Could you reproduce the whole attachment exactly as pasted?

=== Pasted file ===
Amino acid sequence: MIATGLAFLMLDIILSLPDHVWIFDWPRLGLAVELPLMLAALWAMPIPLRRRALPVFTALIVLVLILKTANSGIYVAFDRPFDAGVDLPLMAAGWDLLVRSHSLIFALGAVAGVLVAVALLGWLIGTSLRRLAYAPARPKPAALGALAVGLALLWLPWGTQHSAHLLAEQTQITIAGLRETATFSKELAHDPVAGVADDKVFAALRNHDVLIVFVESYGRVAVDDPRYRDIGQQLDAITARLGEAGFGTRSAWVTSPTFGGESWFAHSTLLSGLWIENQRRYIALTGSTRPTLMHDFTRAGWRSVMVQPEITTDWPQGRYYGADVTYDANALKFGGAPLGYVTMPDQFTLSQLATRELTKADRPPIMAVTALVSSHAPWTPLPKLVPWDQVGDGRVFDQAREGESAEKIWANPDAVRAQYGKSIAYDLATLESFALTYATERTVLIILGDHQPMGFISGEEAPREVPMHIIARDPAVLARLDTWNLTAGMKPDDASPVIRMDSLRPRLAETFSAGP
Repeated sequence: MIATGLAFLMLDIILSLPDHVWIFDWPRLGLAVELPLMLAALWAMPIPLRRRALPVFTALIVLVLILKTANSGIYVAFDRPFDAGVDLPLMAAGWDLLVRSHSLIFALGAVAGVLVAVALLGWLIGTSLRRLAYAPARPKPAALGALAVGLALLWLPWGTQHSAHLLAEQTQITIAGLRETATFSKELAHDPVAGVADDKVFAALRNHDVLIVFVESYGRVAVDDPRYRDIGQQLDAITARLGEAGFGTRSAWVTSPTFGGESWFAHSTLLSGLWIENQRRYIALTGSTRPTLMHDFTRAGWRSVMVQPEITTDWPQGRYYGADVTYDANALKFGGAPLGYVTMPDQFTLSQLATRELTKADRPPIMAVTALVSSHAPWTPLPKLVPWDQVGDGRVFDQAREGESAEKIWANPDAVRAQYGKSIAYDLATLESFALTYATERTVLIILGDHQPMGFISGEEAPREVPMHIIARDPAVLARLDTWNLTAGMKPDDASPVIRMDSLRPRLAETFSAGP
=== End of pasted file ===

Amino acid sequence: MIATGLAFLMLDIILSLPDHVWIFDWPRLGLAVELPLMLAALWAMPIPLRRRALPVFTALIVLVLILKTANSGIYVAFDRPFDAGVDLPLMAAGWDLLVRSHSLIFALGAVAGVLVAVALLGWLIGTSLRRLAYAPARPKPAALGALAVGLALLWLPWGTQHSAHLLAEQTQITIAGLRETATFSKELAHDPVAGVADDKVFAALRNHDVLIVFVESYGRVAVDDPRYRDIGQQLDAITARLGEAGFGTRSAWVTSPTFGGESWFAHSTLLSGLWIENQRRYIALTGSTRPTLMHDFTRAGWRSVMVQPEITTDWPQGRYYGADVTYDANALKFGGAPLGYVTMPDQFTLSQLATRELTKADRPPIMAVTALVSSHAPWTPLPKLVPWDQVGDGRVFDQAREGESAEKIWANPDAVRAQYGKSIAYDLATLESFALTYATERTVLIILGDHQPMGFISGEEAPREVPMHIIARDPAVLARLDTWNLTAGMKPDDASPVIRMDSLRPRLAETFSAGP
Repeated sequence: MIATGLAFLMLDIILSLPDHVWIFDWPRLGLAVELPLMLAALWAMPIPLRRRALPVFTALIVLVLILKTANSGIYVAFDRPFDAGVDLPLMAAGWDLLVRSHSLIFALGAVAGVLVAVALLGWLIGTSLRRLAYAPARPKPAALGALAVGLALLWLPWGTQHSAHLLAEQTQITIAGLRETATFSKELAHDPVAGVADDKVFAALRNHDVLIVFVESYGRVAVDDPRYRDIGQQLDAITARLGEAGFGTRSAWVTSPTFGGESWFAHSTLLSGLWIENQRRYIALTGSTRPTLMHDFTRAGWRSVMVQPEITTDWPQGRYYGADVTYDANALKFGGAPLGYVTMPDQFTLSQLATRELTKADRPPIMAVTALVSSHAPWTPLPKLVPWDQVGDGRVFDQAREGESAEKIWANPDAVRAQYGKSIAYDLATLESFALTYATERTVLIILGDHQPMGFISGEEAPREVPMHIIARDPAVLARLDTWNLTAGMKPDDASPVIRMDSLRPRLAETFSAGP